The root of the rise of antimicrobial resistance is multi-factorial. A key factor in emerging resistance is a lack of good antibiotic stewardship leading to overuse of antimicrobials, inappropriate empiric coverage, and delays in accurate diagnoses, as well as de-escalation of therapy. As time goes on, there are fewer and fewer antimicrobials available that are effective in treating these infections, and so, the problem further escalates. This issue is becoming especially problematic in hospitals and acute care settings. Among hospital acquired infections (HAI), drug resistant Gram-negative bacteria are becoming increasingly prevalent. Klebsiella pneumoniae, Pseudomonas aeruginosa, Escherichia coli, and Acinetobacter baumannii make up the majority of Gram-negative HAI in the U.S., and they are becoming exceedingly resistant to antibiotics. There is a variety of mechanisms by which these bacteria become resistant, which include, but are not limited to, producing β-lactamases and extended-spectrum β-lactamases, carbapenemases, and by increasing efflux activity [5]. These bacteria are often residents of acute care and long-term facilities and are responsible for pneumonias, catheter site blood stream infections, intraabdominal infections, and urinary tract infections (UTI). The patient population in these settings tends to be vulnerable to infection and often has multiple comorbidities, making them especially dangerous. A sampling of the hands of 125 healthcare workers in the intensive care unit (ICU), medicine floors, and surgical units in Greece found high rates of Staphylococcus spp. and Acinetobacter baumannii colonization, particularly among nurses, indicating that proper hand hygiene also plays a role in infection prevention [6]. The SENTRY trial recently identified these bacteria, among many others, to be significantly less susceptible to antimicrobials when isolated from the ICU versus other hospital units [7]. To further complicate the problem, therapies that are effective at targeting these organisms are dwindling at an alarming rate. There have been few developments in the last decade in antimicrobials, particularly for Gram-negative bacteria. Physicians have been forced to rely on older antibiotics such as colistin and fosfomycin, which have serious side effects and are now also seeing resistance [8]. Given the increase in morbidity, mortality, and healthcare burden that these organisms are responsible for, it is imperative to focus on infection prevention, adequate infection management, and the development of novel, targeted Gram-negative bacterial therapies.

2. Risk Factors for Resistance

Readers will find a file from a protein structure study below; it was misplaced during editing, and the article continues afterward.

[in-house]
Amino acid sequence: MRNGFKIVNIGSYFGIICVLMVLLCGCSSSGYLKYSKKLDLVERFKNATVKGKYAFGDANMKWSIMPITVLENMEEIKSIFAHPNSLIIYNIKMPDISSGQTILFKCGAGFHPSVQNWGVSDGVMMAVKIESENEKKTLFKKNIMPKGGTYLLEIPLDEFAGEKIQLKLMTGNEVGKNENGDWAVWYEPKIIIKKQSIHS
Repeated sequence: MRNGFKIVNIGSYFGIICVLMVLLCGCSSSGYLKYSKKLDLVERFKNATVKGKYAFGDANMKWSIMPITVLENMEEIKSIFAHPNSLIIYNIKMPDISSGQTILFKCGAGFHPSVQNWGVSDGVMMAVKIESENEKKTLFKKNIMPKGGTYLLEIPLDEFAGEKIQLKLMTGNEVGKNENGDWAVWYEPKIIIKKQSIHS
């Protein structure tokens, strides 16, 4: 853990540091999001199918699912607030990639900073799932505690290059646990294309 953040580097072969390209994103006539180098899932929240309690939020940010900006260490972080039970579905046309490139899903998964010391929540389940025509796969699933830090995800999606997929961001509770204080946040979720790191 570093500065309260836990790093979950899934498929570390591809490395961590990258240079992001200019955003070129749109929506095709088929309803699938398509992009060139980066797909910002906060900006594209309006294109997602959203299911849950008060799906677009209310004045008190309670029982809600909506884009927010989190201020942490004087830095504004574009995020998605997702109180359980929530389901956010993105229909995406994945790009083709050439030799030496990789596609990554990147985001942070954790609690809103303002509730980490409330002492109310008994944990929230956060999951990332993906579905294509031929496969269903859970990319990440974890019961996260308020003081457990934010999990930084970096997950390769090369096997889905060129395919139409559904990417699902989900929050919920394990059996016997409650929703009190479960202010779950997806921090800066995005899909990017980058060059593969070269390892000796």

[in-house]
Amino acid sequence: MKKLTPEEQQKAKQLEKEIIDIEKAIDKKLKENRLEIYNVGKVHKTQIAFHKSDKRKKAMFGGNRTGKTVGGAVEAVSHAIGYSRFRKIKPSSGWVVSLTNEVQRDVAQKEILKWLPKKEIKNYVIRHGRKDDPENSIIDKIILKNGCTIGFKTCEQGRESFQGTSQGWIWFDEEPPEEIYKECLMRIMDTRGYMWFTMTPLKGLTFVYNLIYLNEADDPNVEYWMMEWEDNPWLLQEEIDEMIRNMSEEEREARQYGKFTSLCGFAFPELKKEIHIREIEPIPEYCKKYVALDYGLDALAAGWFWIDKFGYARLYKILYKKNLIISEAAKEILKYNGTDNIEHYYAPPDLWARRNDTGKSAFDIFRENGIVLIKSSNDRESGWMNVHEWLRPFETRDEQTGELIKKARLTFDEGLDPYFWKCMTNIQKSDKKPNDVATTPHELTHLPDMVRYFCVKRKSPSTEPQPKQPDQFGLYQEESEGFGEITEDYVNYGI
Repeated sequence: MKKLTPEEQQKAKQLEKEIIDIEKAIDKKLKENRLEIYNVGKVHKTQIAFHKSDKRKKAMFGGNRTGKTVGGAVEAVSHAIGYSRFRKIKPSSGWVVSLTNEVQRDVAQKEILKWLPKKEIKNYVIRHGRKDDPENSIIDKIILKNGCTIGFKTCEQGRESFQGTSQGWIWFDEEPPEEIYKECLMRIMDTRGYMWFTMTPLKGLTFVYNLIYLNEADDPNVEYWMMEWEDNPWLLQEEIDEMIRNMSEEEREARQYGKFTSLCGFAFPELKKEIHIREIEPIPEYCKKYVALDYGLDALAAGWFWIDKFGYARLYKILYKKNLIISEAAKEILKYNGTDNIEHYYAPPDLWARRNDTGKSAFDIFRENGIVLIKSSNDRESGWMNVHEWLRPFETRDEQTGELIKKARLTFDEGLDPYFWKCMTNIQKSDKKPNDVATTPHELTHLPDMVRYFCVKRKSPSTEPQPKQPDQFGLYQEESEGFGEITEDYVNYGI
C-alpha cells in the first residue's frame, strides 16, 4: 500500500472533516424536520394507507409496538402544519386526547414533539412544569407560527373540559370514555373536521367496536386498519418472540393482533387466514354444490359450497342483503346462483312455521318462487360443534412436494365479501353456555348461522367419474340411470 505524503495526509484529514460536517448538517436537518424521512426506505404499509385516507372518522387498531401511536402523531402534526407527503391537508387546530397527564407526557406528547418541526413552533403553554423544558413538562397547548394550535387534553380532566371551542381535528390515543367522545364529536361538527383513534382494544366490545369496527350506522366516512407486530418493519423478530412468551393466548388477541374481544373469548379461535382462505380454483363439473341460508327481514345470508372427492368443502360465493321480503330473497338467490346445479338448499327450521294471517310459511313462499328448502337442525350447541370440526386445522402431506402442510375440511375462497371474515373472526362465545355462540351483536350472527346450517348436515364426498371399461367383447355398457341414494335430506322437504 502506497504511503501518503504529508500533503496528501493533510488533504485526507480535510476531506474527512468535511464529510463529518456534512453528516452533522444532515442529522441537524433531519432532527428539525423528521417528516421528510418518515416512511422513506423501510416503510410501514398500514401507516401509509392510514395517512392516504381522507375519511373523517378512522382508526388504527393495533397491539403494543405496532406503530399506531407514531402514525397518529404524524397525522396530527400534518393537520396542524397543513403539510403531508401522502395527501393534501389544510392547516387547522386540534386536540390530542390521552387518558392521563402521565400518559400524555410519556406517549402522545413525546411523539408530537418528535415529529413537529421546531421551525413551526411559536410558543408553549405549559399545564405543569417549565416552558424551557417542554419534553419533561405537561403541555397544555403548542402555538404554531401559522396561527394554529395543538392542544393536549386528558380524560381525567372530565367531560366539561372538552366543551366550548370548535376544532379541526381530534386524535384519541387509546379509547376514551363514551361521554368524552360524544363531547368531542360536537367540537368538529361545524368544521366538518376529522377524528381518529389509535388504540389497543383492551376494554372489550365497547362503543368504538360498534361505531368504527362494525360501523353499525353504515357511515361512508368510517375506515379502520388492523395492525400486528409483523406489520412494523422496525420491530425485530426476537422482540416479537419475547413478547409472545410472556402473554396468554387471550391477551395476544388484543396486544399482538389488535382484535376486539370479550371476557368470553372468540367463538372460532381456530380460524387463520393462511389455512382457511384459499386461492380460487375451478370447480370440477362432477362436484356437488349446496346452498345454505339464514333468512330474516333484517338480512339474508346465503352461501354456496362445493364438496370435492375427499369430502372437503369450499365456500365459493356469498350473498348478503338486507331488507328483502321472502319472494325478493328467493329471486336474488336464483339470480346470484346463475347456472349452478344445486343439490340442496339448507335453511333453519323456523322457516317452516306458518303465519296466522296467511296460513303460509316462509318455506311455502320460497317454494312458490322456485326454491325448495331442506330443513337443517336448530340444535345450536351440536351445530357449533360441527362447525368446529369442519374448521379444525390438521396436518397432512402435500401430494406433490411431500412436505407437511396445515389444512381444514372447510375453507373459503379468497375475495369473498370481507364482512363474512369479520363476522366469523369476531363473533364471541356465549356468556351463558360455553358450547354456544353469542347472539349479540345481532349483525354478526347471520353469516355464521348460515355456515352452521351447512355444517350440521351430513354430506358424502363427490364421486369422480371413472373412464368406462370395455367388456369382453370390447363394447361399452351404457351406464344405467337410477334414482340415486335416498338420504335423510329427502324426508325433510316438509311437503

Resistance is rising, particularly among patients in acute care settings such as intensive care units, which contributes to the extremely high mortality rates ranging between 26% and 80%. The World Health Organization determined that carbapenem resistance and ESBL producing infections were top priority in terms of the research and development of new drugs and innovative diagnostic techniques. In learning how to treat resistant pathogens properly, it is essential to identify patients most at risk for these infections in order to avoid delays in adequate treatment and the unnecessary use of strong empiric antibiotics [9]. ESBL producing pathogens are becoming increasingly common in both the hospitalized setting and the community. A retrospective case-controlled study in Australia evaluated the risk factors for the development of these bacterial infections [10]. They determined that the greatest predictors of ESBL production were length of stay (LOS) prior to infection (p < 0.0001), exposure to antibiotics within the last six weeks (p < 0.001), recent return from travel abroad (particularly in Asia) (p < 0.03), admission to the ICU (p < 0.001), and finally, residence in a long-term care facility (p > 0.001) [11]. These findings are consistent with similar literature. Research in a French ICU to determine predictive factors for the development of ESBL Gram-negative pathogens (GSB) infections during hospitalization additionally found male sex, age >75 years old, exposure to a third-generation cephalosporin or β-lactam in the prior three months, and colonization pressure of the unit were risk factors [12]. Finally, a one year, prospective surveillance study of MDR GNB blood stream infections also identified male sex, older age (>60), and co-morbidity (Charlson score) to be independent risk factors for resistance. They additionally determined that some pathogens were more likely to develop resistance than others such as Enterobacteriaceae spp., which were positively associated with multi-drug resistance. K. pneumoniae alone had an odds ratio (OR) of 4.59 for the development of resistance. Greater than 50% of K. pneumoniae isolates in the study were resistant to ampicillin-sulbactam, piperacillin-tazobactam, ceftriaxone, ceftazidime, cefepime, and ciprofloxacin, while 2% were also resistant to colistin [13]. Another study found that for each hospital-acquired K. pneumoniae infection, the risk of developing a drug resistant K. pneumoniae infection in subsequent hospitalizations increased 14% [14].